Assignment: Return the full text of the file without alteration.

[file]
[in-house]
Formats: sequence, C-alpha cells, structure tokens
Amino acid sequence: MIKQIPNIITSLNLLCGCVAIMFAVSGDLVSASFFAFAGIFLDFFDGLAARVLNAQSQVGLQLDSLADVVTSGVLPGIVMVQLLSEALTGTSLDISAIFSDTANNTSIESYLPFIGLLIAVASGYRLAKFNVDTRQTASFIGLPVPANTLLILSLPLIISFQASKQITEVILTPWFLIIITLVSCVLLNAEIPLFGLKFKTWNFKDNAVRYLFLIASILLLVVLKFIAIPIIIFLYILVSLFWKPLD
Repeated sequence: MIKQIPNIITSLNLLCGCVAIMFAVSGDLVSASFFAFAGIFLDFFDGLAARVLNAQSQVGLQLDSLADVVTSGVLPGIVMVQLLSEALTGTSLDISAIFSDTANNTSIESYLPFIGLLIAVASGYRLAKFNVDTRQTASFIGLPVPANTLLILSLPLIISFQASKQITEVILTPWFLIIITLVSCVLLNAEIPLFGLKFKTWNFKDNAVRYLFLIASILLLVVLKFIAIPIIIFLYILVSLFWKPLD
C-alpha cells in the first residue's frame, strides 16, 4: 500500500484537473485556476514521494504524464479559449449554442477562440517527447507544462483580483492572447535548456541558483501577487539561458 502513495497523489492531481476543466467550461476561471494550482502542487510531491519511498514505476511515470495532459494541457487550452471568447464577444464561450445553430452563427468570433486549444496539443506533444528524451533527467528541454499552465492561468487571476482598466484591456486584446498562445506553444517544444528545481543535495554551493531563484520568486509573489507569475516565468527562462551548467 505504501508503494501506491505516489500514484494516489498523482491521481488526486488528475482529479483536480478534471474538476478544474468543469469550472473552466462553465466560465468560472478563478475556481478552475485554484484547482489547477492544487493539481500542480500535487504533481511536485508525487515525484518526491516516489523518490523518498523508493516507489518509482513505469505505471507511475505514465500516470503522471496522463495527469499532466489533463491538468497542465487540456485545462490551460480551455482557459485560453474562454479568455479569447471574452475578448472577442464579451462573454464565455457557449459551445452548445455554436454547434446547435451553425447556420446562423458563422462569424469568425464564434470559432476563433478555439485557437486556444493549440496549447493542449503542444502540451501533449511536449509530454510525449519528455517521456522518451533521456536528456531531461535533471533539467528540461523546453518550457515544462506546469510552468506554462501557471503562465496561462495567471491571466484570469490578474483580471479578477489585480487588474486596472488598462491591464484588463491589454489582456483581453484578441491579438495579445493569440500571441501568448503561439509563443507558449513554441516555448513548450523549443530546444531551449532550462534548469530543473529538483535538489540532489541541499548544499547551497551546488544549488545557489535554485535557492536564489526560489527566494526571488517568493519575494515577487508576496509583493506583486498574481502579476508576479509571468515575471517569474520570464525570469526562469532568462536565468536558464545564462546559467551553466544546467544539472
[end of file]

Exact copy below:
[in-house]
Formats: sequence, C-alpha cells, structure tokens
Amino acid sequence: MIKQIPNIITSLNLLCGCVAIMFAVSGDLVSASFFAFAGIFLDFFDGLAARVLNAQSQVGLQLDSLADVVTSGVLPGIVMVQLLSEALTGTSLDISAIFSDTANNTSIESYLPFIGLLIAVASGYRLAKFNVDTRQTASFIGLPVPANTLLILSLPLIISFQASKQITEVILTPWFLIIITLVSCVLLNAEIPLFGLKFKTWNFKDNAVRYLFLIASILLLVVLKFIAIPIIIFLYILVSLFWKPLD
Repeated sequence: MIKQIPNIITSLNLLCGCVAIMFAVSGDLVSASFFAFAGIFLDFFDGLAARVLNAQSQVGLQLDSLADVVTSGVLPGIVMVQLLSEALTGTSLDISAIFSDTANNTSIESYLPFIGLLIAVASGYRLAKFNVDTRQTASFIGLPVPANTLLILSLPLIISFQASKQITEVILTPWFLIIITLVSCVLLNAEIPLFGLKFKTWNFKDNAVRYLFLIASILLLVVLKFIAIPIIIFLYILVSLFWKPLD
C-alpha cells in the first residue's frame, strides 16, 4: 500500500484537473485556476514521494504524464479559449449554442477562440517527447507544462483580483492572447535548456541558483501577487539561458 502513495497523489492531481476543466467550461476561471494550482502542487510531491519511498514505476511515470495532459494541457487550452471568447464577444464561450445553430452563427468570433486549444496539443506533444528524451533527467528541454499552465492561468487571476482598466484591456486584446498562445506553444517544444528545481543535495554551493531563484520568486509573489507569475516565468527562462551548467 505504501508503494501506491505516489500514484494516489498523482491521481488526486488528475482529479483536480478534471474538476478544474468543469469550472473552466462553465466560465468560472478563478475556481478552475485554484484547482489547477492544487493539481500542480500535487504533481511536485508525487515525484518526491516516489523518490523518498523508493516507489518509482513505469505505471507511475505514465500516470503522471496522463495527469499532466489533463491538468497542465487540456485545462490551460480551455482557459485560453474562454479568455479569447471574452475578448472577442464579451462573454464565455457557449459551445452548445455554436454547434446547435451553425447556420446562423458563422462569424469568425464564434470559432476563433478555439485557437486556444493549440496549447493542449503542444502540451501533449511536449509530454510525449519528455517521456522518451533521456536528456531531461535533471533539467528540461523546453518550457515544462506546469510552468506554462501557471503562465496561462495567471491571466484570469490578474483580471479578477489585480487588474486596472488598462491591464484588463491589454489582456483581453484578441491579438495579445493569440500571441501568448503561439509563443507558449513554441516555448513548450523549443530546444531551449532550462534548469530543473529538483535538489540532489541541499548544499547551497551546488544549488545557489535554485535557492536564489526560489527566494526571488517568493519575494515577487508576496509583493506583486498574481502579476508576479509571468515575471517569474520570464525570469526562469532568462536565468536558464545564462546559467551553466544546467544539472